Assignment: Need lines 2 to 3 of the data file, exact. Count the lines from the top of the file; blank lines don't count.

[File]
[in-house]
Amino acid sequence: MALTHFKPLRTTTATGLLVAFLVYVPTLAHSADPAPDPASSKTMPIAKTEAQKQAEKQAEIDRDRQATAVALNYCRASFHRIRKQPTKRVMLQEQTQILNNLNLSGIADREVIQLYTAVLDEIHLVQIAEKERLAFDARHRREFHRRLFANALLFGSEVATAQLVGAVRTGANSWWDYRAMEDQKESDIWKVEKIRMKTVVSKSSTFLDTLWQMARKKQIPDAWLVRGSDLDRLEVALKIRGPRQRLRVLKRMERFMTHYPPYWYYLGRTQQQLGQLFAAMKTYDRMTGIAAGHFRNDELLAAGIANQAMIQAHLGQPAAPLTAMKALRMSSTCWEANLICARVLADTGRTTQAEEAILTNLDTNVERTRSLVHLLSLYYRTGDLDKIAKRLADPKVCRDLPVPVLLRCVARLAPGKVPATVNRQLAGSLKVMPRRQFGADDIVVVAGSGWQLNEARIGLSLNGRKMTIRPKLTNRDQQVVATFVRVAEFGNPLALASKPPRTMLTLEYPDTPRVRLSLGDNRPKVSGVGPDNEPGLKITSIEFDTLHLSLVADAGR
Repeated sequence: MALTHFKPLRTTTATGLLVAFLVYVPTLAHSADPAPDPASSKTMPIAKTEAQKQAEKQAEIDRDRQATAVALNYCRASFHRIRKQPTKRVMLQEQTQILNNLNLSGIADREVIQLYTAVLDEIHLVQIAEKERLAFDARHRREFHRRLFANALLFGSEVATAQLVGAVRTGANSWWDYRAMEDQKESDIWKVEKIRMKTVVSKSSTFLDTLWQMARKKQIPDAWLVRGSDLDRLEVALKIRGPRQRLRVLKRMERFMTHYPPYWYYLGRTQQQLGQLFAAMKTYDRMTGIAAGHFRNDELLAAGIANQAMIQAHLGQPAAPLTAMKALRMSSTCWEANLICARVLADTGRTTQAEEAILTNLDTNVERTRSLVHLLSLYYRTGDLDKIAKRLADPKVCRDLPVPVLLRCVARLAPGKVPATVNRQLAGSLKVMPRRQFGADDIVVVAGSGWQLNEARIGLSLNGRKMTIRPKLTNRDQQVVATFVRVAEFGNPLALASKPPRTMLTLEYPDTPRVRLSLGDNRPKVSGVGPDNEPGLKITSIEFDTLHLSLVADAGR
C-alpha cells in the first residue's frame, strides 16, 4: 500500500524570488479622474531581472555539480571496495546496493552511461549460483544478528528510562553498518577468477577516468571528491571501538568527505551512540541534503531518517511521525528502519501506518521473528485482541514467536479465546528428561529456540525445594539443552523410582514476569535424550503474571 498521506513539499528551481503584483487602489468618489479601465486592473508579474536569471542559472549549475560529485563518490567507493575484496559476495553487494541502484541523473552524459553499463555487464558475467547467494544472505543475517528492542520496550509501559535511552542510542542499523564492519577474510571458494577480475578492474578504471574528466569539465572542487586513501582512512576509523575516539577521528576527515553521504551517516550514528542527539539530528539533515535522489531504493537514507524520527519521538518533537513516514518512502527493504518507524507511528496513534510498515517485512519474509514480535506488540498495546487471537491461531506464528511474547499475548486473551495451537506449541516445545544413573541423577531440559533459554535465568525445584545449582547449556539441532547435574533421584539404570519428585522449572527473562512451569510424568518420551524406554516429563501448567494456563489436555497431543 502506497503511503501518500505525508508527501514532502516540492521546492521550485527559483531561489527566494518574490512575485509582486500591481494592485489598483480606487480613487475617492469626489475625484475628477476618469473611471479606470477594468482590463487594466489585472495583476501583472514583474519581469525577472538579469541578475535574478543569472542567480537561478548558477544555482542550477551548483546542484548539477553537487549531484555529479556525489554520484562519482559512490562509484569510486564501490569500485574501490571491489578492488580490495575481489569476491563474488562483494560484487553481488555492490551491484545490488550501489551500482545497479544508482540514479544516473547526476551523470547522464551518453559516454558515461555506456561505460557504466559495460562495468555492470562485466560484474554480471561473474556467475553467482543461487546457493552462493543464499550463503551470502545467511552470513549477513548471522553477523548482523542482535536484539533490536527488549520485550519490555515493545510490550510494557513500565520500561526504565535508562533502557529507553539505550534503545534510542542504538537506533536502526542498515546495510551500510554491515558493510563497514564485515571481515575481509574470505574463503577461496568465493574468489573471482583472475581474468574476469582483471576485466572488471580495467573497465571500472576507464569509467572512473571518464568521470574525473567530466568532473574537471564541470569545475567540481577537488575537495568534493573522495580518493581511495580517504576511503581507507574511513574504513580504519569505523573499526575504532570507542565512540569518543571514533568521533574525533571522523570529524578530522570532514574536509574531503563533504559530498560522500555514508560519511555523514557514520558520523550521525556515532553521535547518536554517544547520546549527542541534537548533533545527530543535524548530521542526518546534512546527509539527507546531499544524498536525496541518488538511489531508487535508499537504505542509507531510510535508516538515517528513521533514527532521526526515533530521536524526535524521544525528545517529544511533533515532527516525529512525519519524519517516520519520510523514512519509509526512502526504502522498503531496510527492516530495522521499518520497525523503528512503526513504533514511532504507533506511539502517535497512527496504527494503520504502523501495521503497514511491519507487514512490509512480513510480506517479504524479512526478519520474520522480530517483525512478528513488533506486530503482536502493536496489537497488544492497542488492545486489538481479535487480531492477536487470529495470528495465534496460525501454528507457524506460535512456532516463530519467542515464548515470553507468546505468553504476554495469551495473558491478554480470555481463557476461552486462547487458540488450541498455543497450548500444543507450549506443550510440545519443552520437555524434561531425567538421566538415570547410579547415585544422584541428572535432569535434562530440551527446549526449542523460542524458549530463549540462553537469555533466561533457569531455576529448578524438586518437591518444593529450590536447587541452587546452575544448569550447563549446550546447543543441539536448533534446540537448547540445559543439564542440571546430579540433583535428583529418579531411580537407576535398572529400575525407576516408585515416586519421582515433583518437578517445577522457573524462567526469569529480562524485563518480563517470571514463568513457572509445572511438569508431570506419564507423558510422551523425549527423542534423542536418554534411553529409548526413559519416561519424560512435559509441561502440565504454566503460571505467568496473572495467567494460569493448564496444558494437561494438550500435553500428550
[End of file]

Amino acid sequence: MALTHFKPLRTTTATGLLVAFLVYVPTLAHSADPAPDPASSKTMPIAKTEAQKQAEKQAEIDRDRQATAVALNYCRASFHRIRKQPTKRVMLQEQTQILNNLNLSGIADREVIQLYTAVLDEIHLVQIAEKERLAFDARHRREFHRRLFANALLFGSEVATAQLVGAVRTGANSWWDYRAMEDQKESDIWKVEKIRMKTVVSKSSTFLDTLWQMARKKQIPDAWLVRGSDLDRLEVALKIRGPRQRLRVLKRMERFMTHYPPYWYYLGRTQQQLGQLFAAMKTYDRMTGIAAGHFRNDELLAAGIANQAMIQAHLGQPAAPLTAMKALRMSSTCWEANLICARVLADTGRTTQAEEAILTNLDTNVERTRSLVHLLSLYYRTGDLDKIAKRLADPKVCRDLPVPVLLRCVARLAPGKVPATVNRQLAGSLKVMPRRQFGADDIVVVAGSGWQLNEARIGLSLNGRKMTIRPKLTNRDQQVVATFVRVAEFGNPLALASKPPRTMLTLEYPDTPRVRLSLGDNRPKVSGVGPDNEPGLKITSIEFDTLHLSLVADAGR
Repeated sequence: MALTHFKPLRTTTATGLLVAFLVYVPTLAHSADPAPDPASSKTMPIAKTEAQKQAEKQAEIDRDRQATAVALNYCRASFHRIRKQPTKRVMLQEQTQILNNLNLSGIADREVIQLYTAVLDEIHLVQIAEKERLAFDARHRREFHRRLFANALLFGSEVATAQLVGAVRTGANSWWDYRAMEDQKESDIWKVEKIRMKTVVSKSSTFLDTLWQMARKKQIPDAWLVRGSDLDRLEVALKIRGPRQRLRVLKRMERFMTHYPPYWYYLGRTQQQLGQLFAAMKTYDRMTGIAAGHFRNDELLAAGIANQAMIQAHLGQPAAPLTAMKALRMSSTCWEANLICARVLADTGRTTQAEEAILTNLDTNVERTRSLVHLLSLYYRTGDLDKIAKRLADPKVCRDLPVPVLLRCVARLAPGKVPATVNRQLAGSLKVMPRRQFGADDIVVVAGSGWQLNEARIGLSLNGRKMTIRPKLTNRDQQVVATFVRVAEFGNPLALASKPPRTMLTLEYPDTPRVRLSLGDNRPKVSGVGPDNEPGLKITSIEFDTLHLSLVADAGR